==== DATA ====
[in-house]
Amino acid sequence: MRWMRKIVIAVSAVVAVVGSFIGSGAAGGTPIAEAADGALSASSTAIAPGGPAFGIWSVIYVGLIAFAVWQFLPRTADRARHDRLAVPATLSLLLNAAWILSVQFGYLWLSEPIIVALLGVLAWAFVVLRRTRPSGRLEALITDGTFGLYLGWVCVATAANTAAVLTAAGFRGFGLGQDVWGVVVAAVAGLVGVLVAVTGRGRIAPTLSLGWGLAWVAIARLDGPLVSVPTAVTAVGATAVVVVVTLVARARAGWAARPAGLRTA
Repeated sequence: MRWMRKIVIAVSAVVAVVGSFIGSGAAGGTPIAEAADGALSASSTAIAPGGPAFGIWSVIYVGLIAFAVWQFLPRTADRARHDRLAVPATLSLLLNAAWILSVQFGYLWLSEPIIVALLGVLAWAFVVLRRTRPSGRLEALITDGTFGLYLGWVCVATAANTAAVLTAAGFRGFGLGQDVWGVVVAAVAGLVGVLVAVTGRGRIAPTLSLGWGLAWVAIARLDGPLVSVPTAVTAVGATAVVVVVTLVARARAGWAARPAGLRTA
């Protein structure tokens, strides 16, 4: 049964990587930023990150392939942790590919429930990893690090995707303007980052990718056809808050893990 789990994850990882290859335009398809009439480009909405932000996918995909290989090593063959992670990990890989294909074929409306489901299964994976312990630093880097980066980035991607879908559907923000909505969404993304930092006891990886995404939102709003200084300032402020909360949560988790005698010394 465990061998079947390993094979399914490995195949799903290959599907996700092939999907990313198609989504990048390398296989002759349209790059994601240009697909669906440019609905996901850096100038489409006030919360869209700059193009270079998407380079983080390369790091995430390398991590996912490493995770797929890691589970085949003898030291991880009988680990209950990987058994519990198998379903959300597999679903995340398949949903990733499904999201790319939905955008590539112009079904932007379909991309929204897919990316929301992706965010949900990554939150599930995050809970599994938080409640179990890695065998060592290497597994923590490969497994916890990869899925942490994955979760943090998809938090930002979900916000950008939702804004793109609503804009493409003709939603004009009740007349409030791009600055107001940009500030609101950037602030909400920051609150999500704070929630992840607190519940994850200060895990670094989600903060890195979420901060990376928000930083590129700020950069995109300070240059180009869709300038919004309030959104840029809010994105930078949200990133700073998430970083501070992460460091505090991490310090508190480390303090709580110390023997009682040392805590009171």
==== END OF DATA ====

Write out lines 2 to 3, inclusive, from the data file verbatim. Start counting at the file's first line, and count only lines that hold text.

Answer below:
Amino acid sequence: MRWMRKIVIAVSAVVAVVGSFIGSGAAGGTPIAEAADGALSASSTAIAPGGPAFGIWSVIYVGLIAFAVWQFLPRTADRARHDRLAVPATLSLLLNAAWILSVQFGYLWLSEPIIVALLGVLAWAFVVLRRTRPSGRLEALITDGTFGLYLGWVCVATAANTAAVLTAAGFRGFGLGQDVWGVVVAAVAGLVGVLVAVTGRGRIAPTLSLGWGLAWVAIARLDGPLVSVPTAVTAVGATAVVVVVTLVARARAGWAARPAGLRTA
Repeated sequence: MRWMRKIVIAVSAVVAVVGSFIGSGAAGGTPIAEAADGALSASSTAIAPGGPAFGIWSVIYVGLIAFAVWQFLPRTADRARHDRLAVPATLSLLLNAAWILSVQFGYLWLSEPIIVALLGVLAWAFVVLRRTRPSGRLEALITDGTFGLYLGWVCVATAANTAAVLTAAGFRGFGLGQDVWGVVVAAVAGLVGVLVAVTGRGRIAPTLSLGWGLAWVAIARLDGPLVSVPTAVTAVGATAVVVVVTLVARARAGWAARPAGLRTA